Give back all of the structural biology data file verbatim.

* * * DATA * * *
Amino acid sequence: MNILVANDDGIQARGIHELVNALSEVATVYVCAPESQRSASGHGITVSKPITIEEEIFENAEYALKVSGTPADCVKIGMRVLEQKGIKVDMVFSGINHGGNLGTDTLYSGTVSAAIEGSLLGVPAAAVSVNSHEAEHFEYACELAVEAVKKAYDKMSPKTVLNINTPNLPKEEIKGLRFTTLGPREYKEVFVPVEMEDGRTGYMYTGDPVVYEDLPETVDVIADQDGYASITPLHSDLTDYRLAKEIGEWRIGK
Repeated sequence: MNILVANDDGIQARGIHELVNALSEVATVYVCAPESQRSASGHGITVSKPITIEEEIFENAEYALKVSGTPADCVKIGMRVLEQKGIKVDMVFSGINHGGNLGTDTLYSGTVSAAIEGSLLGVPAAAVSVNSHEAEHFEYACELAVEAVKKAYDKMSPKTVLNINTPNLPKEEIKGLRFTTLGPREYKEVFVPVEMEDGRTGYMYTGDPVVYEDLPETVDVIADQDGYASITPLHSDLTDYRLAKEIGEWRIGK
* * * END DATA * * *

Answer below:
Amino acid sequence: MNILVANDDGIQARGIHELVNALSEVATVYVCAPESQRSASGHGITVSKPITIEEEIFENAEYALKVSGTPADCVKIGMRVLEQKGIKVDMVFSGINHGGNLGTDTLYSGTVSAAIEGSLLGVPAAAVSVNSHEAEHFEYACELAVEAVKKAYDKMSPKTVLNINTPNLPKEEIKGLRFTTLGPREYKEVFVPVEMEDGRTGYMYTGDPVVYEDLPETVDVIADQDGYASITPLHSDLTDYRLAKEIGEWRIGK
Repeated sequence: MNILVANDDGIQARGIHELVNALSEVATVYVCAPESQRSASGHGITVSKPITIEEEIFENAEYALKVSGTPADCVKIGMRVLEQKGIKVDMVFSGINHGGNLGTDTLYSGTVSAAIEGSLLGVPAAAVSVNSHEAEHFEYACELAVEAVKKAYDKMSPKTVLNINTPNLPKEEIKGLRFTTLGPREYKEVFVPVEMEDGRTGYMYTGDPVVYEDLPETVDVIADQDGYASITPLHSDLTDYRLAKEIGEWRIGK